Friday, September 27, 2013

Did the Snake Lie?

Well, I guess it depends on how you define a lie. Genesis 3 tells us that the snake was crafty, and he was obviously attempting to trick the woman into doing something they both knew she wasn't supposed to do. I also recognize that Jesus says that Satan is 'the father of lies' (John 8:44), and some will want to connect that to this passage. I'll just say that there are some problems with interpreting Jesus in that way, but even if he did have Genesis 3 in mind, he may well have thought about the craftiness of the snake as a type of deception.

What is clear from the text of Genesis is that the snake didn't actually say anything that was untrue. I have just read an example of a scholar--not a biblical scholar, but an evangelical patristics scholar--who seems not to recognize this, so I thought I'd point it out, though I know it's been done many times before.

As I read Gen. 3:4-5, the snake says to the woman that four things will result from her eating the forbidden fruit: she will not die, her eyes will be opened, she will be like God, and she will know good and evil. (Probably those last three things are more-or-less identical to each other, but they come up at different points in the subsequent account, so I'll separate them.) This all happens just as the snake says.

  1. The narrator of the story tells us that, indeed, as soon as Eve ate the fruit and gave some to her man, "the eyes of both of them were opened" (3:8). Score one for the snake.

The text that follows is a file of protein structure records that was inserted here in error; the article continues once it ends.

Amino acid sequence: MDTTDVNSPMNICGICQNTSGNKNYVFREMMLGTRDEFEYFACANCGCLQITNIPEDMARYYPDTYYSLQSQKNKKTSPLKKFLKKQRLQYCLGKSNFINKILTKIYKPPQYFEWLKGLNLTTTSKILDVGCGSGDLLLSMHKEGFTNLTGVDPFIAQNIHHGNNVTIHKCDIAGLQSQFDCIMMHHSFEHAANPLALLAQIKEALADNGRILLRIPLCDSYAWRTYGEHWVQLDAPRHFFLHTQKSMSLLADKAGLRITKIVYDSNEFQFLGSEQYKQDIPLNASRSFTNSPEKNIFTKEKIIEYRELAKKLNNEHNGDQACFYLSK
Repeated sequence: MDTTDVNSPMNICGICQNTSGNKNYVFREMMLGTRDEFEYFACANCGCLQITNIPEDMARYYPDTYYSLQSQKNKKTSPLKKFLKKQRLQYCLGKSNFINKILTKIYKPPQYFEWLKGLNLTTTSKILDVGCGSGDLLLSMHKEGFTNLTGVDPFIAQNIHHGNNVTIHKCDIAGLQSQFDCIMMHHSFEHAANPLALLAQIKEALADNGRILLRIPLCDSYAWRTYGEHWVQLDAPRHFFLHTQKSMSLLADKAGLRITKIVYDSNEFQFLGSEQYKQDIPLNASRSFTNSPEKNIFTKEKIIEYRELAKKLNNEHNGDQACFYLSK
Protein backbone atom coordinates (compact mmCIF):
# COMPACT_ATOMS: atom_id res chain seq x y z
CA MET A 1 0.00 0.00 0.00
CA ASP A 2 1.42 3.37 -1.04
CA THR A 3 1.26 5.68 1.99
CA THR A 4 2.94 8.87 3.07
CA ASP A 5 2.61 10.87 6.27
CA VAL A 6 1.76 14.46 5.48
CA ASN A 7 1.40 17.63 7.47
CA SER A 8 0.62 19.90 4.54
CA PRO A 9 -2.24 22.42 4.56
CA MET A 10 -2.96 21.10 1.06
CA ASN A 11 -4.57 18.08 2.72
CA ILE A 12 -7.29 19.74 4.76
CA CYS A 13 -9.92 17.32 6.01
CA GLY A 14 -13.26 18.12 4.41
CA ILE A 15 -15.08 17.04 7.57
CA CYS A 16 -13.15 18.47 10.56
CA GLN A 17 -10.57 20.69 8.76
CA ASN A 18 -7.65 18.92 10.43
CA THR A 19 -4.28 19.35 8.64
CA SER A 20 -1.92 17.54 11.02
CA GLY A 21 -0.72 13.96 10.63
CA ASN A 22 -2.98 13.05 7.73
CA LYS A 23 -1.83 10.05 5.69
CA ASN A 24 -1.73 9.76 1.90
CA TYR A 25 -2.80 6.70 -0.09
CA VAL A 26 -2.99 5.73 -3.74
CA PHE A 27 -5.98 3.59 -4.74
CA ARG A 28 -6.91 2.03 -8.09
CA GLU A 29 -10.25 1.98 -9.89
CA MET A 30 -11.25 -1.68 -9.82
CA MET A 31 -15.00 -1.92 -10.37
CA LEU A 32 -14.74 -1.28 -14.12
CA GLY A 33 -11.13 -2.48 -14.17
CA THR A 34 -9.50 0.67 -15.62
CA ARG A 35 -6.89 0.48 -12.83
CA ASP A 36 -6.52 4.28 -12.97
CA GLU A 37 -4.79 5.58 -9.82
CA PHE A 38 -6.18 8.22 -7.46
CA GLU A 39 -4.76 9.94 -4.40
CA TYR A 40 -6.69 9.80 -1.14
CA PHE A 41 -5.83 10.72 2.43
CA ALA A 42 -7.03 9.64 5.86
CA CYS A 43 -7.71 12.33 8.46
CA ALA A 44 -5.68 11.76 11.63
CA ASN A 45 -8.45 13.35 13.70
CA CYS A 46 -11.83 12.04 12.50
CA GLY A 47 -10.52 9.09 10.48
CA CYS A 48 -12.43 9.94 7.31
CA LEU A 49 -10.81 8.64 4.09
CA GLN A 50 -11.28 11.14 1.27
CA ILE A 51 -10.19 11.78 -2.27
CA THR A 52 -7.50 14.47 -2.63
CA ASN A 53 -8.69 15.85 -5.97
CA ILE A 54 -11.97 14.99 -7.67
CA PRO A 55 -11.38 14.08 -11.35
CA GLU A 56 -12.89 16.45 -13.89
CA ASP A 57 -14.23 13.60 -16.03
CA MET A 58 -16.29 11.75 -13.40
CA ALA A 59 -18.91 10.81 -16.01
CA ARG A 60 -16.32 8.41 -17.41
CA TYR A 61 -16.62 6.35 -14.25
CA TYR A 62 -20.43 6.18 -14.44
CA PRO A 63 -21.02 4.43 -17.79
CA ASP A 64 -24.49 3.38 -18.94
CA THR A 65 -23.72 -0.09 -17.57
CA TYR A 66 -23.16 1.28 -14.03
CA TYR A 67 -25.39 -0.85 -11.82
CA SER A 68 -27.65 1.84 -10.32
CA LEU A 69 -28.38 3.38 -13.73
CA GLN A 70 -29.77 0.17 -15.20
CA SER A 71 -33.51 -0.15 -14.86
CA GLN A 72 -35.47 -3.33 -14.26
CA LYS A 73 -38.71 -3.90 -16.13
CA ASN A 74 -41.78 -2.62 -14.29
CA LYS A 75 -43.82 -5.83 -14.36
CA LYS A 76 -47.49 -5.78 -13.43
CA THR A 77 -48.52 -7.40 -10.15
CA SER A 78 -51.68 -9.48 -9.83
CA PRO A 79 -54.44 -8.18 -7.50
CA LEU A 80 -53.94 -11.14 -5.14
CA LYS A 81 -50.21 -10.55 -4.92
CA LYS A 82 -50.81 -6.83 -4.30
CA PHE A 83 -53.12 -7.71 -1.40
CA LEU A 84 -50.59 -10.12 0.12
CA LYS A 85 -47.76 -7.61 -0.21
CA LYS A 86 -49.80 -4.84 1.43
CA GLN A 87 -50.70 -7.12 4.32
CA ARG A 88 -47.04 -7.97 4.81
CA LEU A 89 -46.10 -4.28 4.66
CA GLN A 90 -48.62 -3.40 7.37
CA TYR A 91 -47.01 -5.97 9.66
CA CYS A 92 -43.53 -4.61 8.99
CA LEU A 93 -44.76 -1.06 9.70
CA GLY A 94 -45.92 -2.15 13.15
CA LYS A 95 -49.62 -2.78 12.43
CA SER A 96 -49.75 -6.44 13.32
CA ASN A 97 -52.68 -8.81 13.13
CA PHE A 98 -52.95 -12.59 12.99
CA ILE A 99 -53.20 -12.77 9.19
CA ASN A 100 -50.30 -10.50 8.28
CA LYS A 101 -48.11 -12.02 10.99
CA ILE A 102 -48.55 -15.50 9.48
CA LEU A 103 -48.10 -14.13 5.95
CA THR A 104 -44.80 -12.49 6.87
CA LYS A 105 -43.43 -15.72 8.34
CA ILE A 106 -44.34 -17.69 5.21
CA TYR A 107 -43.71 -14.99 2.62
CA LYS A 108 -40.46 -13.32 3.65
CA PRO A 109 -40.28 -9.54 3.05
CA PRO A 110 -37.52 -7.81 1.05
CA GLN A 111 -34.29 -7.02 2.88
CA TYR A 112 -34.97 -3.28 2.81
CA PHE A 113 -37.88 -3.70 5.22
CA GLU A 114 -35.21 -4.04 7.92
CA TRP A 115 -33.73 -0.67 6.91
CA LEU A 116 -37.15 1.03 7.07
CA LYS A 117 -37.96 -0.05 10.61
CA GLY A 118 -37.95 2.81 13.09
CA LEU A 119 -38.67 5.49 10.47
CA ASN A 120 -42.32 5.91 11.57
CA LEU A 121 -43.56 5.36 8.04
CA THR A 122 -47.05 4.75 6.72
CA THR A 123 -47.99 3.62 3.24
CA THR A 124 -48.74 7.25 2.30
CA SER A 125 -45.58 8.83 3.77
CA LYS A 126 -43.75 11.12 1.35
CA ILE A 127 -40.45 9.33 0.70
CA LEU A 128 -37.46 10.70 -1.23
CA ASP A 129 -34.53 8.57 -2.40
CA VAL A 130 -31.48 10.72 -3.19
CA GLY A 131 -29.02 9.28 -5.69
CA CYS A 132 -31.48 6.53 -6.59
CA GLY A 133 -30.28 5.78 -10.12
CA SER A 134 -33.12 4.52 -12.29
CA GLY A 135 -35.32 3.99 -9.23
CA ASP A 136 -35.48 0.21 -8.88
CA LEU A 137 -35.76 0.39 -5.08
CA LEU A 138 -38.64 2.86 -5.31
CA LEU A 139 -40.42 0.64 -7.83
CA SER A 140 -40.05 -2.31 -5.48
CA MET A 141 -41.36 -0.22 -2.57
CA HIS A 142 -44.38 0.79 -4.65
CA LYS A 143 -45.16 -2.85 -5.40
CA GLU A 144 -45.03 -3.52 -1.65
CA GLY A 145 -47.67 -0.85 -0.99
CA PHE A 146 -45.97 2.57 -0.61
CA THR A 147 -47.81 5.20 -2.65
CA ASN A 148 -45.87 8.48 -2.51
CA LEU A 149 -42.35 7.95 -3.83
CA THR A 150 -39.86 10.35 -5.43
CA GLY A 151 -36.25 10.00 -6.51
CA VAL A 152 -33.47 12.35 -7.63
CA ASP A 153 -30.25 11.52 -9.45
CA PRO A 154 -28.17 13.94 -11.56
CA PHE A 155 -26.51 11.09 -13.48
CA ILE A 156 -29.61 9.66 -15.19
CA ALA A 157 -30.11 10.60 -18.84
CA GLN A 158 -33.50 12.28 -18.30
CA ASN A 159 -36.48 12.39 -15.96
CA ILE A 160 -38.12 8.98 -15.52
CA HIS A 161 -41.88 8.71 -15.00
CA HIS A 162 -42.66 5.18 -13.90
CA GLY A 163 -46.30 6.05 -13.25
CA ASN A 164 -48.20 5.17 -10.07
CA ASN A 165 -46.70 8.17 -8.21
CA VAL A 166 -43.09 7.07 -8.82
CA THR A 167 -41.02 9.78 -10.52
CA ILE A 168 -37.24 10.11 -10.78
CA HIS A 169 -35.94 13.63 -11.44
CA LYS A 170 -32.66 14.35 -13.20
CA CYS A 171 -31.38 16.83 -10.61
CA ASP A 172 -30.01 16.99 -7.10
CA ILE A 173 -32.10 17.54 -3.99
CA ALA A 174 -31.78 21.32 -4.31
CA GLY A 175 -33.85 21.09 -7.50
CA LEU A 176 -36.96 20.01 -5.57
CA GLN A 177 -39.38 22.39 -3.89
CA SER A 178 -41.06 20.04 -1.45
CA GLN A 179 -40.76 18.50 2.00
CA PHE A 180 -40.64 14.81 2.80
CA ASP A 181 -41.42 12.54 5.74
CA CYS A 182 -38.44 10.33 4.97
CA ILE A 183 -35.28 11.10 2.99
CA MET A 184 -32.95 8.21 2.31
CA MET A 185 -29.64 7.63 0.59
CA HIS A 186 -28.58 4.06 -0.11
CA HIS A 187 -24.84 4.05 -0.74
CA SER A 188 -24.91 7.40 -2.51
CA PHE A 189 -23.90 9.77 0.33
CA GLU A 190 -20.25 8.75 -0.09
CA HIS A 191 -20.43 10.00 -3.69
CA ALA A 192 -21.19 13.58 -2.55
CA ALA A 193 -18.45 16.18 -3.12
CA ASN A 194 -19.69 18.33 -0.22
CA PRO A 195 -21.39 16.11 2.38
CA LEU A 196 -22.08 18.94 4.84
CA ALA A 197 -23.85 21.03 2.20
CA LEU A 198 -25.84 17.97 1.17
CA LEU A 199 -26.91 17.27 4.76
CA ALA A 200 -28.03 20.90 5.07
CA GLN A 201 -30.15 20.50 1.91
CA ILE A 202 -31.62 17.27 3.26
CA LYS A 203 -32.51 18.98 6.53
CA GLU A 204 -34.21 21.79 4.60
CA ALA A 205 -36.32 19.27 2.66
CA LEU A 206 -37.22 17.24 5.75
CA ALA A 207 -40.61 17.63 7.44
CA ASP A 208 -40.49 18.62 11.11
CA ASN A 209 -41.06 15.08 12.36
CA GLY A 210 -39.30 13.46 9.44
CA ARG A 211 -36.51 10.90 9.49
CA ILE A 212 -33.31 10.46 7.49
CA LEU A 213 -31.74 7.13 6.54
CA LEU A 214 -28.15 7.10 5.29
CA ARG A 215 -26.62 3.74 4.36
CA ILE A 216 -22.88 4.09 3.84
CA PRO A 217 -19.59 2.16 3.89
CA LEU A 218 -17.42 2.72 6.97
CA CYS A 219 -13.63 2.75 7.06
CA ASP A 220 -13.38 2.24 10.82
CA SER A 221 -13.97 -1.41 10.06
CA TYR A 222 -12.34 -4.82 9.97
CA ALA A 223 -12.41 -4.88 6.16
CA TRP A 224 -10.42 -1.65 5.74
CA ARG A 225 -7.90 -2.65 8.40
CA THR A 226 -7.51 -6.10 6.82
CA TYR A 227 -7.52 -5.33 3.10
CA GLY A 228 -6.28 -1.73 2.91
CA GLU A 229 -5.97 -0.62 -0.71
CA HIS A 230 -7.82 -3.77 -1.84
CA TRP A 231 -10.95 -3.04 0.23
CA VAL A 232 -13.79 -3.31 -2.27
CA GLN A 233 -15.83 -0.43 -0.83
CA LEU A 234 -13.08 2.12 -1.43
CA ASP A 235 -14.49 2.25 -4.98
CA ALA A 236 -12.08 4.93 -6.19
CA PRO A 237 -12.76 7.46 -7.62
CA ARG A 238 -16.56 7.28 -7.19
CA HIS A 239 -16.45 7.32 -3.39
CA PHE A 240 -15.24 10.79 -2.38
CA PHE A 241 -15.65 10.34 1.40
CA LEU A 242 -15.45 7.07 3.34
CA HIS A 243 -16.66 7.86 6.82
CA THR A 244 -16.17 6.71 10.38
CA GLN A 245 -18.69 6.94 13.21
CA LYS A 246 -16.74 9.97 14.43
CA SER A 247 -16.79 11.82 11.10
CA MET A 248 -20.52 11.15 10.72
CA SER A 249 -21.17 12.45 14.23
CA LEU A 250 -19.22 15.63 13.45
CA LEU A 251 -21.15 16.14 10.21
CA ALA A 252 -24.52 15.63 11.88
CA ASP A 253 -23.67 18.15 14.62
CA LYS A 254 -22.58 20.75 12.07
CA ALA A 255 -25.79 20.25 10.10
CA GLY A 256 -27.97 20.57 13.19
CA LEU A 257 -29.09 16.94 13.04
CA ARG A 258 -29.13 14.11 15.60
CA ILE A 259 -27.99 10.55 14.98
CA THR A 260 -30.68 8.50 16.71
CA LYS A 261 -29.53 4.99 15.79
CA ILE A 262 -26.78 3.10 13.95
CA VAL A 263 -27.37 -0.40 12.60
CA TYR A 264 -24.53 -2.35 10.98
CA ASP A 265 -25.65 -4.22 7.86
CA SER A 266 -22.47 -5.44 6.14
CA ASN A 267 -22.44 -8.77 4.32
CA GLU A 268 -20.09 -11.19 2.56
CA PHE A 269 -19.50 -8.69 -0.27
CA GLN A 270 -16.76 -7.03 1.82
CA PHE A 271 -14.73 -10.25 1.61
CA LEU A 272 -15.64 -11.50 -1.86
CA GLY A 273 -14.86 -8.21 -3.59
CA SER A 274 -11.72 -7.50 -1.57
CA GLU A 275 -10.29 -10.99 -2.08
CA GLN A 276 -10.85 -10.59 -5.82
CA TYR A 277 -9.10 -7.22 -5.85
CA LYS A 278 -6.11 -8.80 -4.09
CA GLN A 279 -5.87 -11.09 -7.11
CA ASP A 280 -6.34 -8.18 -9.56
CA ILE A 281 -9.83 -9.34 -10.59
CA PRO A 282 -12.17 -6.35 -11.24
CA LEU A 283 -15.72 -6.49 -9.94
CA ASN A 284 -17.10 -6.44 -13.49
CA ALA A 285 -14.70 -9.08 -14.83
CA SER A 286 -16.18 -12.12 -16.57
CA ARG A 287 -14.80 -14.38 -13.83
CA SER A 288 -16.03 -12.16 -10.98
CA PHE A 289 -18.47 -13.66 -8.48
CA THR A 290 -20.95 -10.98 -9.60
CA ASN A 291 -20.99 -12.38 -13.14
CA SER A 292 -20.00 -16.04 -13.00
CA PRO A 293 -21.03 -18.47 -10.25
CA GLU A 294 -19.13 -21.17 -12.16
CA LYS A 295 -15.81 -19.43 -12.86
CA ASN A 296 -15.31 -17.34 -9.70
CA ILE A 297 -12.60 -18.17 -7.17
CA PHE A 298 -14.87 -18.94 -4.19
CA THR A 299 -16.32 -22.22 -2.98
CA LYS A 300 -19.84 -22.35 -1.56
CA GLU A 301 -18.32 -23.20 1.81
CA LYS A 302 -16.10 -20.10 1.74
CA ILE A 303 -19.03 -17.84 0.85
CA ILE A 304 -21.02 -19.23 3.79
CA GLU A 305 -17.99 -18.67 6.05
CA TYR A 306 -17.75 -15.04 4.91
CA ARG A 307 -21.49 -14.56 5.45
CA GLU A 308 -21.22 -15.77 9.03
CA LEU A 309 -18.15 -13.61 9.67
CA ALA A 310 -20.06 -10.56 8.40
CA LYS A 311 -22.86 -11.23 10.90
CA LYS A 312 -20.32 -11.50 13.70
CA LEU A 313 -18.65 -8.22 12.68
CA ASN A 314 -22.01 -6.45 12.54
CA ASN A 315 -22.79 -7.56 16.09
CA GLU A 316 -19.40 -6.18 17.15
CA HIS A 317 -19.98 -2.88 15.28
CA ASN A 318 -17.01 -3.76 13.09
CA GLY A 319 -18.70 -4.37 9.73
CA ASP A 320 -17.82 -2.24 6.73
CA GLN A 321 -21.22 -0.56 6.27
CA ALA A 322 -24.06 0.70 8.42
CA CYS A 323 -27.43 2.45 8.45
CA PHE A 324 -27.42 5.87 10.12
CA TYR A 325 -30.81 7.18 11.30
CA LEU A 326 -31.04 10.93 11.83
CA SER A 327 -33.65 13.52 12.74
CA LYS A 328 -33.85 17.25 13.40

2. At the end of the story, the narrator records God's words that the man [and woman, presumably] "has become like one of us" (3:22). The snake is right again. 
  3. God also says in the same verse that the man [and woman] now know good and evil (3:22). That's three for the snake. 
  4. Last, the snake promised that they would not die. Now, the text does not explicitly say that this did not happen, but all we have to do is read the whole story to realize that the punishment described in Gen. 2:17 (quoted by Eve in 3:3) was not carried out. The man and woman ate the fruit and did not die "in the day that [they ate] from it." The snake gets a perfect score.
I recognize that it's that last point that can be a little difficult to take. The snake directly contradicts God, and God is the source of all truth, so the snake must be lying. Some try to preserve the truthfulness of God by explaining his threat in 2:17 as either referring to spiritual death or to the onset of mortality which would result in death. Of course, neither of these exactly fit the wording of 2:17 or could have been anything that the man and woman could have understood God to be talking about. Rather, I think we must come to grips with the reality that 2:17 was not fulfilled--the snake was right. I say this because (1) the snake was right about every other point and (2) I've read the story.

I certainly have no interest in impinging on the truthfulness of God. Nor do I think the author of Genesis 3 would really want God to come out as the less truthful one in relation to the snake. But I think we must recognize that his words of 2:17 did not come to pass. I say this because I trust scripture (see previous post). My inclination is to hold together the truthfulness of God and the non-fulfillment of 2:17 by the assumption that God changed his mind--not an uncommon thing for God to do (see Jonah 3), though I do admit that there are some problems to this approach. But whatever we do with Genesis 3, let's at least affirm what is explicitly there in the text--the snake was right, nobody died, their eyes were opened, they became like God, and they knew good and evil.

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